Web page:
In seriousness, beyond the problems of collection, storage and processing that are likely plaguing the negative studies, have PCR differences fully been ruled out? Have any of these 0/0 studies shown that their primers are capable of amplifying wild, clinical viral strains and not just synthetic strains?
 
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Black Helicopters

You have no idea how reluctant I am to post this, because I know how crazy I sound when I say it, but ....

Several years ago I read a wire service (probably AP) story about an admission by our military that in the 1950s (I think), when they were trying to figure out how illnesses caused by biological weapons would spread in the population, planes dusted some midwestern (and possibly other?) towns with supposedly harmless pathogens. I've been wondering, if XMRV is just one of a number of viruses that could be co-factors in CFIDS, whether something like that could explain why it's found in the US (and I guess Japan?) and not so much in Europe. Perhaps the presumably harmless dust was contaminated in the lab with XMRV. That might also explain why, in 1984, most people getting CFS were in their 30s and 40s -- i.e., children when the dusting took place. So many of those early patients said that although the onset of the severe illness was sudden, they had felt a little strange for a long time -- so perhaps there was something about Tahoe in 1984 that triggered a more severe form. If it was then transmitted as an STD or through the placenta, it could spread more generally throughout the population to other age groups. Perhaps in Europe co-factors other than XMRV are more prevalent.
 

glenp

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You have no idea how reluctant I am to post this, because I know how crazy I sound when I say it, but ....
/QUOTE]

Be not reluctant. The only way we can go forward is to consider all options. I like to consider them all as I do treatments. Thank you for your post.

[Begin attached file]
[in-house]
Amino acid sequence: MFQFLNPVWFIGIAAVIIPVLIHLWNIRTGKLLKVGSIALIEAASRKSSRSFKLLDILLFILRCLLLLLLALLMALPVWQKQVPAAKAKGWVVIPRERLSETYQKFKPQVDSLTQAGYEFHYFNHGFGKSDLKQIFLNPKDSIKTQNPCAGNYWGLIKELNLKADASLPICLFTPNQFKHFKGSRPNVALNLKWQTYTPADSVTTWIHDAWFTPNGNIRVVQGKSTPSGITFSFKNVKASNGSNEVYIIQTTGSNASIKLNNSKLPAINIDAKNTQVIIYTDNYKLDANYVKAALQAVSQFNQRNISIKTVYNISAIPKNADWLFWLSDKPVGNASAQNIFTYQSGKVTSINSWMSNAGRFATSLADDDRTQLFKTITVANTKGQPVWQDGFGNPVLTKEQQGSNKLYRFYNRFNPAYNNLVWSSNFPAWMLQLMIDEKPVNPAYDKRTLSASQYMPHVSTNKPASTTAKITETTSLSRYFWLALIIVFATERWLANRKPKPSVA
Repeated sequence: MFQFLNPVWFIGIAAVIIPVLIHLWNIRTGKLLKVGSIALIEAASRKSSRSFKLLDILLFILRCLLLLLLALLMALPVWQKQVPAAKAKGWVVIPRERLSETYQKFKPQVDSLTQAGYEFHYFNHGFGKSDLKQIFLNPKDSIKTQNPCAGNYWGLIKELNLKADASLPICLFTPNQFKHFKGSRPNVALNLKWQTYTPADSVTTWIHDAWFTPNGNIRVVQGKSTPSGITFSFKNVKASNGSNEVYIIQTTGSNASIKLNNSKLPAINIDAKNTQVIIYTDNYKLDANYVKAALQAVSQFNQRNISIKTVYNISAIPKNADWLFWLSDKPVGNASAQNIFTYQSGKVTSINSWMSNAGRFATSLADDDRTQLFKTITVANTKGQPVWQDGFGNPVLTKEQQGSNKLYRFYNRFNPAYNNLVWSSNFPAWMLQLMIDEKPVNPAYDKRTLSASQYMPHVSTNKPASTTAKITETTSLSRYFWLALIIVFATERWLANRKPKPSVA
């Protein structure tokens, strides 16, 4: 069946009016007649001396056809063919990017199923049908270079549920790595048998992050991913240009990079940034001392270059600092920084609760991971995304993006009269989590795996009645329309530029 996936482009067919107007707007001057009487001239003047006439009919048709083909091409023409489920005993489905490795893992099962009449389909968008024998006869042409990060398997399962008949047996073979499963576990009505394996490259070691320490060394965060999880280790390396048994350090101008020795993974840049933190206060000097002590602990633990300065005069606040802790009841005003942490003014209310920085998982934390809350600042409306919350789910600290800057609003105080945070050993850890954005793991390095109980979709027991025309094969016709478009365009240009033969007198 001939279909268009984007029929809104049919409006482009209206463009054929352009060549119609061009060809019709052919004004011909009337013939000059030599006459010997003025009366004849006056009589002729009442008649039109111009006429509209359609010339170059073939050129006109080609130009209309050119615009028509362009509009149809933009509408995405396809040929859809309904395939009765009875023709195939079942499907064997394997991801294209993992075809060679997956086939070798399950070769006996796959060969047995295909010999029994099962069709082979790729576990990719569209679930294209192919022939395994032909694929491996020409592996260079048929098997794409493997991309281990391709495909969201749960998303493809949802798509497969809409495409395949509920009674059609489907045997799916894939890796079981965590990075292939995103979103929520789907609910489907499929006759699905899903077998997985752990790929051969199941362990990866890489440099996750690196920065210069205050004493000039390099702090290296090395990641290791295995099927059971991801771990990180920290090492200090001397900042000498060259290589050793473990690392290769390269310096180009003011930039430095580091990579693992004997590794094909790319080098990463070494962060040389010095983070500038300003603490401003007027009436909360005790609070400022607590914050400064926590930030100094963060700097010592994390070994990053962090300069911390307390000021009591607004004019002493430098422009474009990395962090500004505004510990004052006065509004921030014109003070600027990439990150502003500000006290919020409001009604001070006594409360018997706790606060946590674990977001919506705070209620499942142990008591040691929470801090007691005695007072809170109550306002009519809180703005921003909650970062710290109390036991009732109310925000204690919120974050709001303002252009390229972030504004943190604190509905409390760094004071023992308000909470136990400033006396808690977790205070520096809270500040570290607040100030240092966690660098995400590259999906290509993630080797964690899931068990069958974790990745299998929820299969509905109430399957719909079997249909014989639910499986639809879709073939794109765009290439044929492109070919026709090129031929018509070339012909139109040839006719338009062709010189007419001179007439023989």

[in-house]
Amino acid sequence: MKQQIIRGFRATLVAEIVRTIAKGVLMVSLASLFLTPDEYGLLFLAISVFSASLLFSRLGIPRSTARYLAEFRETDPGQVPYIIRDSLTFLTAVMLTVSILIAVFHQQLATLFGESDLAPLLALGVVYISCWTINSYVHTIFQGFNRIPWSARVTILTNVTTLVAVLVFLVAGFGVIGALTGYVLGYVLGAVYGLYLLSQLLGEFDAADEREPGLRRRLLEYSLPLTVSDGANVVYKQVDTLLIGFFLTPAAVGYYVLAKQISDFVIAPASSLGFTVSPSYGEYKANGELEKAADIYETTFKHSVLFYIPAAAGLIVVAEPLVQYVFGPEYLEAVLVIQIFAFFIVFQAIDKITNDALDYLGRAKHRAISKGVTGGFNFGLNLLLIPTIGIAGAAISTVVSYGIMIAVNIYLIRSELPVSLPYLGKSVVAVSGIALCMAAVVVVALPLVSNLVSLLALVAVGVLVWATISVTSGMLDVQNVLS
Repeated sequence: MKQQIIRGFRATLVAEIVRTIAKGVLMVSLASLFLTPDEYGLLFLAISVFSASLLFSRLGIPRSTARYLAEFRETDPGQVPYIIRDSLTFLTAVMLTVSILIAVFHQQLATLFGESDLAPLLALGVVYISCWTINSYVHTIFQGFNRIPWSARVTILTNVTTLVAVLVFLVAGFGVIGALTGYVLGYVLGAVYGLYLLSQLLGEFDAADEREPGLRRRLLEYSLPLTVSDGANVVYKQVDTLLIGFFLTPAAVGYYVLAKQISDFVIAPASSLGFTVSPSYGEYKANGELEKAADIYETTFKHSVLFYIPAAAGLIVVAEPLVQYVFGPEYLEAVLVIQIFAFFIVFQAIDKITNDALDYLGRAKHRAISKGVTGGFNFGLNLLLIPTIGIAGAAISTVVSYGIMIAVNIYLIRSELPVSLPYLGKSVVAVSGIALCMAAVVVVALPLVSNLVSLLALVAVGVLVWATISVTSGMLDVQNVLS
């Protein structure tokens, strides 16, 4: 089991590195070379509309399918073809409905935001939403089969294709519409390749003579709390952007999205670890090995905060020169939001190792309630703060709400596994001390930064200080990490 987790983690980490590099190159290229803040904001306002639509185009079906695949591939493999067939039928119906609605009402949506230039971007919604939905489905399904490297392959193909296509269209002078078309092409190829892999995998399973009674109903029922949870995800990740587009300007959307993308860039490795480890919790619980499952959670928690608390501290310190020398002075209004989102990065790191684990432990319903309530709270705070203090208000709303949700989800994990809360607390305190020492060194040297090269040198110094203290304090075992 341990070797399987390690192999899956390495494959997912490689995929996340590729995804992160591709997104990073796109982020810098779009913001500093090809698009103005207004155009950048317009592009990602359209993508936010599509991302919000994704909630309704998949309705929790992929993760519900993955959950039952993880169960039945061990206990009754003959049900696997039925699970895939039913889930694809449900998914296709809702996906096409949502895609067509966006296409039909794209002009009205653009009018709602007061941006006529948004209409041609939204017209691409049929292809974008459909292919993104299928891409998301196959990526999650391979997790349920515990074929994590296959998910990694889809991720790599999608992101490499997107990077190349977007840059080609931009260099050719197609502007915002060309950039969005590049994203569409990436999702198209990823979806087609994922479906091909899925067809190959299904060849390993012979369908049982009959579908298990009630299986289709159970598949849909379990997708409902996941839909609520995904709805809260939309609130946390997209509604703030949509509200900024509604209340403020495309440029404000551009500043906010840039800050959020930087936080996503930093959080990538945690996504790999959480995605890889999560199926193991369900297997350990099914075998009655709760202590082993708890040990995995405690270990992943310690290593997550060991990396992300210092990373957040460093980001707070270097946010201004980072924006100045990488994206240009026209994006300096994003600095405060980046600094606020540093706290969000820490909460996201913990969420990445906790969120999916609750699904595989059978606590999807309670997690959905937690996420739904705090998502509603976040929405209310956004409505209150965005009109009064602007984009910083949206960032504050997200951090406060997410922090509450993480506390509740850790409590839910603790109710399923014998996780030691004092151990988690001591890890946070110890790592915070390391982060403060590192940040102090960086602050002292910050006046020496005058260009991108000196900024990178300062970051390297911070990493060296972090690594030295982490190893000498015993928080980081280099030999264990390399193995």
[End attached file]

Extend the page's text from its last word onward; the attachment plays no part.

glen
 

leaves

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Ehmmmm.. where did you get the impression that me/cfs it is less prevalent in Europe? That is not the case. i myself am European and got tested positive through VIP labs
 

ukxmrv

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Bah,

You need to research the worldwide outbreaks of ME. Someone did a great Youtube one just recently (If I find the link I'll add it here)

XMRV is alive and well in Europe, well Britain anyway. Patients are being tested by private means and by the WPI

There is also a history of looking at (for examples) of how MS was related to military personnel going onto Shetland and Orkney. That was merely looking at the placement of bases and the introduction of a infectious agent by "innocent" means.

We have our own examples of military testing and experiments in europe though.

New Zealand had an outbreak though around 1984 and I'm not aware of any military dustings there.

We don't know where XMRV came from and how it spread yet. No problem with speculating.

If you go back and check outbreaks of ME over the world, they have occured in many places and particuarly hospitals.

XMRV+
 

Jemal

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These negative studies make me nervous. Some of them come to some outrageous conclusions however... it's like those studies want XMRV carried to it's grave sooner rather than later.
 

Hope123

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1. If anyone has a link to the Harvard study, full-text, please post. Note that "293" likely refers to ALL patients in the study and not just CFS patients. This study was done a while ago I believe so not sure how much to conclude from it. A member here tried to get into that study a few months ago and was told it was closed.

2. Not finding XMRV in HIV and HCV subjects doesn't concern me much as a negative finding in non-CFS subjects only goes to show that XMRV is not as common as we think and strengthens the association with XMRV. There have been some comments on this board that XMRV is common in healthy people and yet they don't show disease. I guess it's all in what one considers "common" but to me the 5% or so rate isn't that common in a clinical sense. To the blood people, where we're talking about possible blood borne pathogen in the blood supply, yes, that would be high.